Panic Attacks while Driving

The Linden MethodAs I constantly repeat, panic attacks, although distressing and upsetting, cannot do any serious harm to you. You may believe that you are having a heart attack during an episode, but it is simply raised adrenaline levels causing your heart to beat faster.

However, having panic attacks while driving can be dangerous and it is almost this sense of danger that can make the prospect of having a panic attack in a car that much more frightening.

Do you have any of the following symptoms?

  • Are you afraid that you will have a panic attack while driving on the road and cause an accident?
  • Do you fear that other drivers may crash into you?
  • Do you fear that your driving skills aren’t good enough for you to be on the road?
  • Do you even have a very common but irrational fear that you will swerve onto oncoming traffic?
  • Does the thought of driving on the freeway or over bridges fill you with dread?

These is an excellent section in the Linden Method treatment program, that shows how to rationalize your anxious thoughts before they manage to take hold.

Is the fear of having panic attacks while driving affecting stopping you from living your life how you want and deserve to live it?

Why did my fear of driving come from?

Fear of can creep up on you and can be caused by a number factors, from a bad driving experience to a completely unrelated traumatic experience in the past.

Driving phobias are very common and there is a lot of help at hand for this debilitating condition.

You may only be  frightened in certain areas, say crossing bridges over rivers, or on freeways. This may lead you to start avoiding them altogether.
Ways to overcome panic attacks while driving

This may sound like a scary prospect, but the best way to combat your fear of driving is to force yourself to confront it. Like all panic attacks, they are grounded in fear and fear feeds itself. You need to douse that flame before it gets out of control. This can be done gradually.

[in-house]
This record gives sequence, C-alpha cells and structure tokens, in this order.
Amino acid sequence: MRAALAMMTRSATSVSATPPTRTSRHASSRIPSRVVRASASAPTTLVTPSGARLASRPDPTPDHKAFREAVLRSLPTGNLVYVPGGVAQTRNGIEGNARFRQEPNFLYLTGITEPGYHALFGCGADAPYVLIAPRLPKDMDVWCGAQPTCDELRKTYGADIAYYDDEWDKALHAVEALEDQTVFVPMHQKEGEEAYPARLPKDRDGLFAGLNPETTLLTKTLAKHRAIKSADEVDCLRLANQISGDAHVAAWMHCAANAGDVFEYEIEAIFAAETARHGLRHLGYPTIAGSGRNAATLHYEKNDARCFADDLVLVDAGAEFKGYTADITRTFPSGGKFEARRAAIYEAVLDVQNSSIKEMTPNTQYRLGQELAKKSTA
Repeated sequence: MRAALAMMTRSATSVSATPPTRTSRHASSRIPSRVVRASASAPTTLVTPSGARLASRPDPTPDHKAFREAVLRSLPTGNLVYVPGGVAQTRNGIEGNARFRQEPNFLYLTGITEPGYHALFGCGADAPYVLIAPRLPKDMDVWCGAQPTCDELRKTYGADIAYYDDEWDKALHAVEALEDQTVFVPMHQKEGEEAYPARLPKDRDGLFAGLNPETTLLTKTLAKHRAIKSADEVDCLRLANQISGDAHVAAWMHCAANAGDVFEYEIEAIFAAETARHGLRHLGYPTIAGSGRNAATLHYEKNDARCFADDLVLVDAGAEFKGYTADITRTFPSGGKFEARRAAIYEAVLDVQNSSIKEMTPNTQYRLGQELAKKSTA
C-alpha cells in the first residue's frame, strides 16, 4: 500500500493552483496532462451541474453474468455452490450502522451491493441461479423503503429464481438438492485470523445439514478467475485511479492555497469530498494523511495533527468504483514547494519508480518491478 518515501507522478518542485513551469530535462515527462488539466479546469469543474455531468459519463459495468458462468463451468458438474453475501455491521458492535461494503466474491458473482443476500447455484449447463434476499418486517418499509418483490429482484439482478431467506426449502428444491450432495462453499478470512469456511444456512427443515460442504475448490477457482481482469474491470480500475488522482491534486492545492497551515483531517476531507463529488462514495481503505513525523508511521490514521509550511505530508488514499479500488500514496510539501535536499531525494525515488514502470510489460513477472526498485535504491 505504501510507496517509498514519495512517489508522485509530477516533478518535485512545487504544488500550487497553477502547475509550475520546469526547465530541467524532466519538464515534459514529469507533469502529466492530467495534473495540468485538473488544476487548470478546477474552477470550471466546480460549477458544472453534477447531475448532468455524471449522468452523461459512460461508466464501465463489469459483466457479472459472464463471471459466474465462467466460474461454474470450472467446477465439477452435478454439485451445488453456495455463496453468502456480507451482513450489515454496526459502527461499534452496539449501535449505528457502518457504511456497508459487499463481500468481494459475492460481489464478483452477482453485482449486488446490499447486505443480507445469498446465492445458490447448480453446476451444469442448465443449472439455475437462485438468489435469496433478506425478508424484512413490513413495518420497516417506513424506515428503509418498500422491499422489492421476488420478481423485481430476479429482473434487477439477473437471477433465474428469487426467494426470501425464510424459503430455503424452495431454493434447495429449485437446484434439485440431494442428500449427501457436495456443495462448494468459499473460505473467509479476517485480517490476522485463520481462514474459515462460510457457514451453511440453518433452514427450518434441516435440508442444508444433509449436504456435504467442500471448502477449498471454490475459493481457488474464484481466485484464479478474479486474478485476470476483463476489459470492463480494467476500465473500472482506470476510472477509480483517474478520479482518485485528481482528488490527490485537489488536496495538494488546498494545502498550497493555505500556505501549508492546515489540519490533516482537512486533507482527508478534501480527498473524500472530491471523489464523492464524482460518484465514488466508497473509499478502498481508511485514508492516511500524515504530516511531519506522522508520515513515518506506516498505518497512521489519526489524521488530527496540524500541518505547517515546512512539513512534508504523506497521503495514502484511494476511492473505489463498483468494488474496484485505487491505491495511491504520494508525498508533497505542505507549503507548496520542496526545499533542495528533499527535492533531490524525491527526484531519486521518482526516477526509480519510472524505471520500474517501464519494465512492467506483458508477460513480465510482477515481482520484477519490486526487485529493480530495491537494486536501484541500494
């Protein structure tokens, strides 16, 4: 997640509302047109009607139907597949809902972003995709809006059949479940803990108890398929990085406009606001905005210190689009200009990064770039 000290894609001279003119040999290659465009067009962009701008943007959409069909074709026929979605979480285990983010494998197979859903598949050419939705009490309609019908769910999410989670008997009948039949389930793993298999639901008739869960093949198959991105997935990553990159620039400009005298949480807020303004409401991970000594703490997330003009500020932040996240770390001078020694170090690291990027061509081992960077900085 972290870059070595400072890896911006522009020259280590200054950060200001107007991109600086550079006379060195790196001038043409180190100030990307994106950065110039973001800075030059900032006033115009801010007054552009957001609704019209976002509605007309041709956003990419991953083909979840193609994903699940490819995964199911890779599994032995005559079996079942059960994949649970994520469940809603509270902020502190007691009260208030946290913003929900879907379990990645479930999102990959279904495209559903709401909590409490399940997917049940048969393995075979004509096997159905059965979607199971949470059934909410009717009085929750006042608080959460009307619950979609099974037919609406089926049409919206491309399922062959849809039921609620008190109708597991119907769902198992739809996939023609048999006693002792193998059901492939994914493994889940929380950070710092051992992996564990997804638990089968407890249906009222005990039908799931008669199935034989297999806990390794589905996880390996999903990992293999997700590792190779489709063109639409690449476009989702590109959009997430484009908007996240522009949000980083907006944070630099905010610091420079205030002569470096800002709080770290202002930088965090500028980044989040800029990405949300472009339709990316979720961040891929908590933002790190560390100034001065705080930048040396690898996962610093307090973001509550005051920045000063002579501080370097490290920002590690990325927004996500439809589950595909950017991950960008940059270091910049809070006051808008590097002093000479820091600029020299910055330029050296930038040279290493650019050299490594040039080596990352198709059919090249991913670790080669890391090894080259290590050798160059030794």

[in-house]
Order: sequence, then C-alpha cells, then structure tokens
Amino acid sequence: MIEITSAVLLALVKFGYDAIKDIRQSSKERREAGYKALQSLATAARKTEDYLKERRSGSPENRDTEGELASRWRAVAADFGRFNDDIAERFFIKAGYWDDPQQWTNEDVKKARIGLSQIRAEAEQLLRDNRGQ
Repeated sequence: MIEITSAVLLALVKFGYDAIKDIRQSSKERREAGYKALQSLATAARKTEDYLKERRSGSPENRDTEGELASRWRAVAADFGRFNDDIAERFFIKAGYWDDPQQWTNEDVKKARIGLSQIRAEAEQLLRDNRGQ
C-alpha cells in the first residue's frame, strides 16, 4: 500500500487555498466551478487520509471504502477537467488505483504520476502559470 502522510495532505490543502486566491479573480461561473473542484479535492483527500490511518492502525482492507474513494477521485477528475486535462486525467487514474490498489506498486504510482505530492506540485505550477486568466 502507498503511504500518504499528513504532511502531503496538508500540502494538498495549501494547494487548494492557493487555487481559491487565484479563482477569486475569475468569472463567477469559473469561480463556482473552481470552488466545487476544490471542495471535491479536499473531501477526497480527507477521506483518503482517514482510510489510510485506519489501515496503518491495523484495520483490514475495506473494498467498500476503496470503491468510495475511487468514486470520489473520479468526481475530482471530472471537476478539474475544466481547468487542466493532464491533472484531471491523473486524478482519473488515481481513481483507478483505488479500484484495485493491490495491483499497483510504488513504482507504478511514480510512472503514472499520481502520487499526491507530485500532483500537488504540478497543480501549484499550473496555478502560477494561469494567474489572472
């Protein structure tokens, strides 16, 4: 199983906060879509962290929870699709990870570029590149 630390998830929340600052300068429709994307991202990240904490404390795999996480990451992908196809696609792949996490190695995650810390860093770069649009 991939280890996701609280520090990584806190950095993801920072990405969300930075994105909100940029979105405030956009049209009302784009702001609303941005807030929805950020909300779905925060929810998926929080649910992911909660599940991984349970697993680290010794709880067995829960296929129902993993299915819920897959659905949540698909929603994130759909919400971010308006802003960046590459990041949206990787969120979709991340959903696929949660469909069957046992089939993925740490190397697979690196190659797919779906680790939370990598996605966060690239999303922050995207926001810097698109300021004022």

• Try to avoid driving at night;
  • Stick to the slower, open roads;
  • Take someone with you who you trust;
  • Try driving somewhere you enjoy;
  • Play calming music as you drive.

A step-by-step approach works best, by achieving small victories each time. And reward yourself every time you achieve these small wins to reinforce these positive actions in your mind. You don’t need to go too far, just round the block to begin with. Before you embark on any journey, visualize yourself  driving calmly and looking out of the window and smiling.

As you become more confident, you can start introducing new areas and challenges at a pace you are comfortable with.

Make sure you keep a a cell phone with you when driving and if you feel a panic attack coming on, you can simply pull over and call someone for assistance.

Think Positive and Relax

A positive mindset can work wonders. The Linden Method comes into its own here as it  teaches you some excellent techniques for this very scenario in a simple step-by-step series of relaxation exercises. It’s important to learn to notice when and where you are tense and to learn to release this tension.

One on the useful techniques is to squeeze and relax each muscle group, particularly in your jaw, neck and shoulders, where it tends to congregate. Do the same by clenching and relaxing your hands on the steering wheel – each time you relax your grip, feel the relaxation moving through your wrists, up your arms and through your entire body. Your mind will soon pick up on this and start to respond positively.

By thinking positively and practicing the techniques in the Linden Method, you will discover that overcoming your panic attacks while driving isn’t as impossible as it seems.

Click here to learn more about how the Linden Method program can help you.

See also my other quick techniques for controlling your panic attacks.

No more procrastinating – life is too short.

With Best Wishes,

Beth

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